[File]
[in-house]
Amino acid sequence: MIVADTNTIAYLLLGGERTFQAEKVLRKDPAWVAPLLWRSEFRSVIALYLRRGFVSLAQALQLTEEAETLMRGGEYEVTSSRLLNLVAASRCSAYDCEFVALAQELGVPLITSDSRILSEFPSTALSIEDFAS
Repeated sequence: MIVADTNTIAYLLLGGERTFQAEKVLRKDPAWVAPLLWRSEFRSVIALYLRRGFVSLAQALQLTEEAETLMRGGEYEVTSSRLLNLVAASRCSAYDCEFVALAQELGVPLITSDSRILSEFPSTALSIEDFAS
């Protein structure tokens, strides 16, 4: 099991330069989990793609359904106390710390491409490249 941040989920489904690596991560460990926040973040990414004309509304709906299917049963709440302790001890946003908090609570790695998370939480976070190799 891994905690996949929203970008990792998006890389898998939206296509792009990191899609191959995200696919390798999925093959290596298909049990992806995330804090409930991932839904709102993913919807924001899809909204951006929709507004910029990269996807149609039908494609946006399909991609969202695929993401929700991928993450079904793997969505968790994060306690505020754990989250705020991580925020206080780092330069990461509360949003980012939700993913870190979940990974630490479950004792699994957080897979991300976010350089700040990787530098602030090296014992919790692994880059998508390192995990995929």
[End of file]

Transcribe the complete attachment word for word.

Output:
[in-house]
Amino acid sequence: MIVADTNTIAYLLLGGERTFQAEKVLRKDPAWVAPLLWRSEFRSVIALYLRRGFVSLAQALQLTEEAETLMRGGEYEVTSSRLLNLVAASRCSAYDCEFVALAQELGVPLITSDSRILSEFPSTALSIEDFAS
Repeated sequence: MIVADTNTIAYLLLGGERTFQAEKVLRKDPAWVAPLLWRSEFRSVIALYLRRGFVSLAQALQLTEEAETLMRGGEYEVTSSRLLNLVAASRCSAYDCEFVALAQELGVPLITSDSRILSEFPSTALSIEDFAS
């Protein structure tokens, strides 16, 4: 099991330069989990793609359904106390710390491409490249 941040989920489904690596991560460990926040973040990414004309509304709906299917049963709440302790001890946003908090609570790695998370939480976070190799 891994905690996949929203970008990792998006890389898998939206296509792009990191899609191959995200696919390798999925093959290596298909049990992806995330804090409930991932839904709102993913919807924001899809909204951006929709507004910029990269996807149609039908494609946006399909991609969202695929993401929700991928993450079904793997969505968790994060306690505020754990989250705020991580925020206080780092330069990461509360949003980012939700993913870190979940990974630490479950004792699994957080897979991300976010350089700040990787530098602030090296014992919790692994880059998508390192995990995929």